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Newly Released Einstein Brain Photos Hint At the Anatomy of Genius 130

scibri writes "Photographs of Einstein's brain taken shortly after his death, but never before analysed in detail, have now revealed that it had several unusual features, providing tantalizing clues about the neural basis of his extraordinary mental abilities. The most striking observation was 'the complexity and pattern of convolutions on certain parts of Einstein's cerebral cortex,' especially in the prefrontal cortex, and also parietal lobes and visual cortex. The prefrontal cortex is important for the kind of abstract thinking that Einstein would have needed for his famous thought experiments on the nature of space and time, such as imagining riding alongside a beam of light. The unusually complex pattern of convolutions there probably gave the region a larger-than-normal surface area, which may have contributed to his remarkable abilities."
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Newly Released Einstein Brain Photos Hint At the Anatomy of Genius

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  • by drinkypoo ( 153816 ) <martin.espinoza@gmail.com> on Saturday November 17, 2012 @03:39PM (#42013827) Homepage Journal

    Studying is brain is being used to define traits that make humans smart.
    How is that anything short of deification?

    No, it's the opposite of that. We're trying to figure out why he could make leaps others couldn't... there's nothing mystical about it. If we had other similarly interesting brains we'd study them too.

  • by muon-catalyzed ( 2483394 ) on Saturday November 17, 2012 @04:03PM (#42014005)
    cosmological constant which he didn't abandon
    Maybe this is because Einstein studied equations, he needed that constant so the model would hold mathematically, his discoveries might have been simply observations he saw in those formulas, you can move and swap variables left right in the energy equations to get exciting and unexpected relationships that involve time, mass velocity and energy.
  • by Black Parrot ( 19622 ) on Saturday November 17, 2012 @04:25PM (#42014171)

    Might also explain his obstanance regarding the cosmological constant which he didn't abandon until observing red shif. Might not. I'm uncertain...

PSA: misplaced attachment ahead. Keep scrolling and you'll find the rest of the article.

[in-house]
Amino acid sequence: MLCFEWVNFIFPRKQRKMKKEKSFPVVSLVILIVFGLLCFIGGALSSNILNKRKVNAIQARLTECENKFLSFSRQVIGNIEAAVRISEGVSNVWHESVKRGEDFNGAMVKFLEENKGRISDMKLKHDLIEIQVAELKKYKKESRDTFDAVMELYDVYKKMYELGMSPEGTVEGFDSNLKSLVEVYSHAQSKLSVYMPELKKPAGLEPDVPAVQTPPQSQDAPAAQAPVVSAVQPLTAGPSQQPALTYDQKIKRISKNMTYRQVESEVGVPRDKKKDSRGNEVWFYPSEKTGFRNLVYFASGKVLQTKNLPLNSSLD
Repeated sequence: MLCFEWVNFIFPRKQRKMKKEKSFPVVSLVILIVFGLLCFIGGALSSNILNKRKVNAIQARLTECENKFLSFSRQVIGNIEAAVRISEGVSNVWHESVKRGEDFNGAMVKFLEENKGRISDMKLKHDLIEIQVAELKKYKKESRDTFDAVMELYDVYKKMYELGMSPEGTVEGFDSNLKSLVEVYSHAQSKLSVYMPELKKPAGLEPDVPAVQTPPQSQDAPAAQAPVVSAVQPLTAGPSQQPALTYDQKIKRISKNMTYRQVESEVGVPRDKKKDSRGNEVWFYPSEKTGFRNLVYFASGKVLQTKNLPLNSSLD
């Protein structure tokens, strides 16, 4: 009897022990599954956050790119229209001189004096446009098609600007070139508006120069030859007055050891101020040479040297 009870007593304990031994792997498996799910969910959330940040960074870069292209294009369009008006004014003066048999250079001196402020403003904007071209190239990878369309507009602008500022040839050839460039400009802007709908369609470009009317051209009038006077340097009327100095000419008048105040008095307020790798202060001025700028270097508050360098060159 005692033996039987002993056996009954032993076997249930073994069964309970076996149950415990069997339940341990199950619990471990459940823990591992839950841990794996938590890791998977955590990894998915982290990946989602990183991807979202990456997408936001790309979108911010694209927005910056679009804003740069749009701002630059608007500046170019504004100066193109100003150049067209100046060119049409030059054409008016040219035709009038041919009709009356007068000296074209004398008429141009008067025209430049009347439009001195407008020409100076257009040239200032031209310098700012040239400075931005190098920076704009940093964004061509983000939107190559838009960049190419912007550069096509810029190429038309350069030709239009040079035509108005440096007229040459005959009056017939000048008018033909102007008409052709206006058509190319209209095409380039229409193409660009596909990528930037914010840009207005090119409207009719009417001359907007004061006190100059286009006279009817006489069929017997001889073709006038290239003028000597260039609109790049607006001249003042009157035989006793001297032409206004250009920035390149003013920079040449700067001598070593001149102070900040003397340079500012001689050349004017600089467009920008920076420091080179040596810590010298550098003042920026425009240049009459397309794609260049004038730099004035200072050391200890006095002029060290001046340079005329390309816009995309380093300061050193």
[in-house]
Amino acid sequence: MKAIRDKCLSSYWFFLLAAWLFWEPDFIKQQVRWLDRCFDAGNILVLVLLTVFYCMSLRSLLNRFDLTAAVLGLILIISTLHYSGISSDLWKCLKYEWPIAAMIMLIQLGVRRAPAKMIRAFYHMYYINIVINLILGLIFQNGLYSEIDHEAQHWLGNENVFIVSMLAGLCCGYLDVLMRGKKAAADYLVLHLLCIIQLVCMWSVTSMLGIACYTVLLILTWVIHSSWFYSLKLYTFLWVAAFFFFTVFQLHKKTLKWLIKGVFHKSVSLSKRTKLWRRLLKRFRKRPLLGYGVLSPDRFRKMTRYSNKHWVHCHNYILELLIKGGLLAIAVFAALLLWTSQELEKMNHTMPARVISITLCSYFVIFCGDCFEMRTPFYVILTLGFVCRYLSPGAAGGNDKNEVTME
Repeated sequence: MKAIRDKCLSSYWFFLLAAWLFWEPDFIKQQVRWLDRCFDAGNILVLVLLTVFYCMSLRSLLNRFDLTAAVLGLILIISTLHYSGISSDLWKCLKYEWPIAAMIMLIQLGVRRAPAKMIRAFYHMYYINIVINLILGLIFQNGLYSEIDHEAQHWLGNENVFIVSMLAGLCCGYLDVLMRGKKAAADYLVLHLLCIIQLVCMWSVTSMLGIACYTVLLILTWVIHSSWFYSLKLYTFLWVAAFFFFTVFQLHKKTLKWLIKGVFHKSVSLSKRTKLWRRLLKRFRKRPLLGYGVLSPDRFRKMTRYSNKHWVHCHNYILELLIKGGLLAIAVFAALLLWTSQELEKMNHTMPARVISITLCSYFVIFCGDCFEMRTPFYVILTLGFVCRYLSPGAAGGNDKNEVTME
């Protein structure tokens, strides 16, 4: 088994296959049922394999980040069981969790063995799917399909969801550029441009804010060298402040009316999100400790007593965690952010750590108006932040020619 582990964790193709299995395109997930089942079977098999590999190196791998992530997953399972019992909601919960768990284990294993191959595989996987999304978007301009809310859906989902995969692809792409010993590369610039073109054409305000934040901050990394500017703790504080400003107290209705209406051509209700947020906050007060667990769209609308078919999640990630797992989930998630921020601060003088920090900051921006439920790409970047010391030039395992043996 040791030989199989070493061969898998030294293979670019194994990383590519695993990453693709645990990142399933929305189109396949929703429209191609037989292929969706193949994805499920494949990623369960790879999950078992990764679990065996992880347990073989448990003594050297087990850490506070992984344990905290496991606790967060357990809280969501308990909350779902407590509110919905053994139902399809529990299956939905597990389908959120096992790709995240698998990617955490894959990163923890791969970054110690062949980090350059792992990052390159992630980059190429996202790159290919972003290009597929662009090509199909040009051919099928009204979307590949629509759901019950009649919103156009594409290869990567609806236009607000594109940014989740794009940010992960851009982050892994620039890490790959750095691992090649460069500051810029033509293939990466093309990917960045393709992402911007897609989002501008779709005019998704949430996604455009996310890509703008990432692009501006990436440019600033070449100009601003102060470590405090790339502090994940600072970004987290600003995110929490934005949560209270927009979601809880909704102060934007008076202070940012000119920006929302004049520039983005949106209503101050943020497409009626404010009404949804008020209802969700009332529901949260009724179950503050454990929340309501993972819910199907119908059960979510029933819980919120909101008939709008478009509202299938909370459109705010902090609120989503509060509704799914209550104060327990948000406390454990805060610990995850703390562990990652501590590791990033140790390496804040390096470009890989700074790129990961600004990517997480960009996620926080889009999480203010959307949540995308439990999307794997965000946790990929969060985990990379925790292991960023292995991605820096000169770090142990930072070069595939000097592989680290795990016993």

Keep in mind that when he introduced the cosmological constant everyone still thought that our galaxy was the only thing in the universe. Hubble figured out that that was wrong about a decade later (and half a decade before noting the correlation between red shift and distance).

  • Statistical fallacy (Score:3, Interesting)

    by paiute ( 550198 ) on Saturday November 17, 2012 @05:05PM (#42014465)
    I don't remember the exact details, but I recall that if you define say 20 parameters for measuring an object, there is a high probability that one of the parameters will be several sigma removed from the mean. So if you take a brain you already know is Einstein's, you can eventually find a property of that brain which is far from average. Does that mean he was a genius because of that property? Probably not.
  • by girlinatrainingbra ( 2738457 ) on Saturday November 17, 2012 @09:27PM (#42016195)

    Compare Windows 8 running on an ARM processor tablet to MacOS 8 running on a Powerbook G3 laptop by comparing their visual display of the operating system. Now try to compare a transmission-electron microscope image of the ARM chip vs the PowerPC G3 chip.

    Hell, to equalize things a bit, compare Basilisk running on an AMDx64 chip running a Linux OS vs Basilisk running on an Intel Core i7 with Windows OS (pick your flavor) vs MacOS 7 running on a 68040-bare-hardware Mac IIci. Now run the same program on the emulated MacOS. What does looking at the hardware traces and the PNP-transistors vs NPN-transistors vs. the amount of area used for level I vs level II cache tell you?

    Hells bells, now run Linux debian on three chips: AMD, Intel, ARM, get into a terminal and watch what it does. Does the underlying hardware matter as much as what is running on it?

    Sometimes, looking at the bare metal will tell you nothing at all about what the system does or is capable of when it is "alive" with electrons running through it and with a particular program in its memory.

    I bet the brain is like that. Looking at the specific brain might tell you very little of the "mind" that ran on it when the neurons' chemical and electrical activities created the physiological system that was Einstein's mind.
      That is what makes this analysis like phrenology:
      - conflating the mind with the brain;
      - conflating the body with the person that lived in it / inhabited it;
      - conflating the running simulation for the architecture and hardware upon which the simulation is running;
      - conflating the hardware with the running software program; ;
        - conflating the container for the thing contained ::

Each new user of a new system uncovers a new class of bugs. -- Kernighan